for renewed sanity
  from my psychiatrist
  from my family doctor
  from my psychologist
  for my self

And what of my Pater
  his ultimate demise?
No tears or false-piety
Disdain and pity
  I shall not disguise
No grave-side
  last-minute hypocrisy
He’s already excised

Now no longer
  a victim
  a Survivor
  the new


Normally when I publish one of my poems: I do not give any kind of hint as to what I was aiming for; no explanations as to my reasons for using specific vocabulary; no structural analysis. In short no cues nor clues. This poem is one of two recently written. I am very slow, as mostly I create the poems in my head first. Obviously, for those familiar with this blog, the reader is aware I have memory issues. I frequently lose whole poems created this way. However, this has been my modus operandi for as long as I can recall.

This one was created slightly differently. I started with a conversation I had on line with a good friend. He gave his permission for me to use our chat as the basis for a poem. I explained my usual MO and that, if he wished, I should send him my drafts. In this instance there were three: my first was the structure; my second some minor tweaking; my third additional lines and some word changes, which added twenty percent or so to the word-count.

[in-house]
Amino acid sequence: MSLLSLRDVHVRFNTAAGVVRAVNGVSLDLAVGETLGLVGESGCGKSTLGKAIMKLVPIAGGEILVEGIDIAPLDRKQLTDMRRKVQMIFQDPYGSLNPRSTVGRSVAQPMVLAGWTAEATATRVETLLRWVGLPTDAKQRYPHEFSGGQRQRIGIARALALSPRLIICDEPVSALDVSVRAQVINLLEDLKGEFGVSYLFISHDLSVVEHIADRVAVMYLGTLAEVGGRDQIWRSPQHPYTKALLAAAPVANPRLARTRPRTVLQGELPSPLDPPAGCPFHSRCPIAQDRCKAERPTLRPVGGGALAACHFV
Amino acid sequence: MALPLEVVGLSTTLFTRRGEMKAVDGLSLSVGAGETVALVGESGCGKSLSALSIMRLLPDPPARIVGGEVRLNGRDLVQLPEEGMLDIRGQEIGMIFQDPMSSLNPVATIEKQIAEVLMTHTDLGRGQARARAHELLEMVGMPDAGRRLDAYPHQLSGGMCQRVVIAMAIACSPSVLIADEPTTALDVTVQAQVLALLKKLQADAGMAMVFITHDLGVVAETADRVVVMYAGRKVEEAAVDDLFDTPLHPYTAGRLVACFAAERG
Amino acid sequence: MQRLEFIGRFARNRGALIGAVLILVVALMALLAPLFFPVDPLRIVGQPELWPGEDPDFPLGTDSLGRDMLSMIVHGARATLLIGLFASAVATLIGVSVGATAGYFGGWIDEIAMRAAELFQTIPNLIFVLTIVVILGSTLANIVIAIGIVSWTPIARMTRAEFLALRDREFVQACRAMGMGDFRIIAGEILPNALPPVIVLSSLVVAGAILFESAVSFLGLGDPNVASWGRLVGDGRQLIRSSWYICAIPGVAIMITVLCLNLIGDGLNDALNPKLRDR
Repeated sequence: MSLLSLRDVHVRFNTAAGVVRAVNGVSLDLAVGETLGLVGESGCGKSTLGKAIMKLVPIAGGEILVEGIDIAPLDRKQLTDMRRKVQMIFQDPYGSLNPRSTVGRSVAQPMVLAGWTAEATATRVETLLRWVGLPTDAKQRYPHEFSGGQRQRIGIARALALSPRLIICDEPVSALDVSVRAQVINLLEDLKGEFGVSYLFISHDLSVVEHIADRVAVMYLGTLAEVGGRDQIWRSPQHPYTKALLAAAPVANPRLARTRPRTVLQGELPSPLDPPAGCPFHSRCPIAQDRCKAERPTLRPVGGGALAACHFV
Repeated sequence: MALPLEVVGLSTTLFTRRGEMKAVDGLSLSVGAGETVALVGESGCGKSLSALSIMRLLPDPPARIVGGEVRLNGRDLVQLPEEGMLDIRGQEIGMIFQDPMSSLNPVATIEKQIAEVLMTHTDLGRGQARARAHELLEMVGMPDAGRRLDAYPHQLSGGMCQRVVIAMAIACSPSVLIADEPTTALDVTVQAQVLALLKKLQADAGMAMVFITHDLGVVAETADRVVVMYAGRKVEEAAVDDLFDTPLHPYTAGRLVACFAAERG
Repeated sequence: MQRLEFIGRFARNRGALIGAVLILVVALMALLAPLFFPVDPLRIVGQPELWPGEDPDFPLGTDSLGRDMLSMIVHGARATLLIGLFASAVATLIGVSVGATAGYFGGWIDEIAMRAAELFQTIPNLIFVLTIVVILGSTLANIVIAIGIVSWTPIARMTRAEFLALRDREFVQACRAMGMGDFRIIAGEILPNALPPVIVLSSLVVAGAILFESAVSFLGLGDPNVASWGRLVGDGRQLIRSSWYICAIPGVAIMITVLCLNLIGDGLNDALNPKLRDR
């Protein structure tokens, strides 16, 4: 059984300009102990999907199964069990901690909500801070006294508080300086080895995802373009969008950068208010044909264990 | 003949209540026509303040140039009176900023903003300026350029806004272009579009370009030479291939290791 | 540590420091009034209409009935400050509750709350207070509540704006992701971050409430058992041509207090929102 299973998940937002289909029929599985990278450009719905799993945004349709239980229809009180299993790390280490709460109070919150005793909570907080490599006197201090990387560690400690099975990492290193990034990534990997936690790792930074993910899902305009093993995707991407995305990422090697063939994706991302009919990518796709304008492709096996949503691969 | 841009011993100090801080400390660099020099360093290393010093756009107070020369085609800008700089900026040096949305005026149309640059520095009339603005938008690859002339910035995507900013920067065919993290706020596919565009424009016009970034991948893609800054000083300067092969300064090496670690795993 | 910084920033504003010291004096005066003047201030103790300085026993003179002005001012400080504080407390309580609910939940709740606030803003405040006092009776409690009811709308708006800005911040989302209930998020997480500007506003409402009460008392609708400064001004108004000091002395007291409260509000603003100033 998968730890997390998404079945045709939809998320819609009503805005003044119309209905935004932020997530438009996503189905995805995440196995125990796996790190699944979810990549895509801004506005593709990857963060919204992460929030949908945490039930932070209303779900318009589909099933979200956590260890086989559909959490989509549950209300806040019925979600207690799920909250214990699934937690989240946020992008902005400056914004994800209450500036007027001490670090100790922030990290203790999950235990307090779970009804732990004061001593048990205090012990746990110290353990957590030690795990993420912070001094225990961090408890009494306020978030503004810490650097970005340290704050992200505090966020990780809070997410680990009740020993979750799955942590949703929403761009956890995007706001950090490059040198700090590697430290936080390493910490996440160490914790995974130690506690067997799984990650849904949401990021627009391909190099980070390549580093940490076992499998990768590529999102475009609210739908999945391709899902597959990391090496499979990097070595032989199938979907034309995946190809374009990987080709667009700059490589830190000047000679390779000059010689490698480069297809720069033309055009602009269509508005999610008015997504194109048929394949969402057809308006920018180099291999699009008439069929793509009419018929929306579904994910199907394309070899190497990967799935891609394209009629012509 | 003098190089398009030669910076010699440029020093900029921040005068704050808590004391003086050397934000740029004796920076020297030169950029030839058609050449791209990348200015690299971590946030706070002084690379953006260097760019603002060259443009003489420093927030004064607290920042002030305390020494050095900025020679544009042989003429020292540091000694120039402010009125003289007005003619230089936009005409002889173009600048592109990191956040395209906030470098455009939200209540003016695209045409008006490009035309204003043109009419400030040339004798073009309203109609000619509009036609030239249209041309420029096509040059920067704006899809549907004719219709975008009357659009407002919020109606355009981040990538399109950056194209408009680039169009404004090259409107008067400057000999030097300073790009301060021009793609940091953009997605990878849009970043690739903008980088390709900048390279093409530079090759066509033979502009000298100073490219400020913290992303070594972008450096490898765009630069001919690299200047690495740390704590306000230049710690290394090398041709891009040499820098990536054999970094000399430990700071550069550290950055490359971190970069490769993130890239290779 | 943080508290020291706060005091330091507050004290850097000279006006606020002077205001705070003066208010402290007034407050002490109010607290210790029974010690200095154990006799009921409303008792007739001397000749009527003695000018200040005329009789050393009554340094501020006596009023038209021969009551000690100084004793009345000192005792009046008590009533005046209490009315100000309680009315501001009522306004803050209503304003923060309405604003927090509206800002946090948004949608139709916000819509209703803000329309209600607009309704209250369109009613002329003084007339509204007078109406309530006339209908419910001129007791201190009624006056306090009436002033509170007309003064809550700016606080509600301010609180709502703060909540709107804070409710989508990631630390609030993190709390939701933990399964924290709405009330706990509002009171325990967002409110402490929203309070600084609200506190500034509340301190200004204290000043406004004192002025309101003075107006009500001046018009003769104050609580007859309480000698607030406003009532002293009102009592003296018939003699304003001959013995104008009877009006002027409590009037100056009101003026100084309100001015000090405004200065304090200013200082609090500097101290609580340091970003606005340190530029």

The basic structure is as follows:

Stanza 1 - violent intro; trigger for St.2

Stanza 2 - the past

Stanza 3 - the wished-for future

Stanza 4 - the present

Stanza 5 - the types of love, the love yearned for & why

Stanza 6 - external advice on dealing with the past in the present

Stanza 7 - attitude to future parental demise

Stanza 8 - result of following external advice & pondering parental death

My friend very kindly responded in writing. His thoughts and comments follow.


I wanted to respond quickly on a couple of things in this poem to give you something to chew on. Please see these below in a list (since I love lists):

I love the format of having the multiple options below a starting word or phrase. This was especially successful when describing the older daddies.

Thanks - I call them “shopping lists”!

Loved the breaks and disjointed manner of the piece, especially in the "Wrapped in strong arms Cuddling Assurance I am loved..." section. 

At this point I sent the structure, as outlined above.

The paragraph (for lack of a better term) that starts "And what of my Pater..." was especially strong and I felt really hit the heart of our long conversation in just a couple of short lines. I especially liked "No grave-side last-minute hypocrisy" line because that's a very relate-able thing that people may go through or do.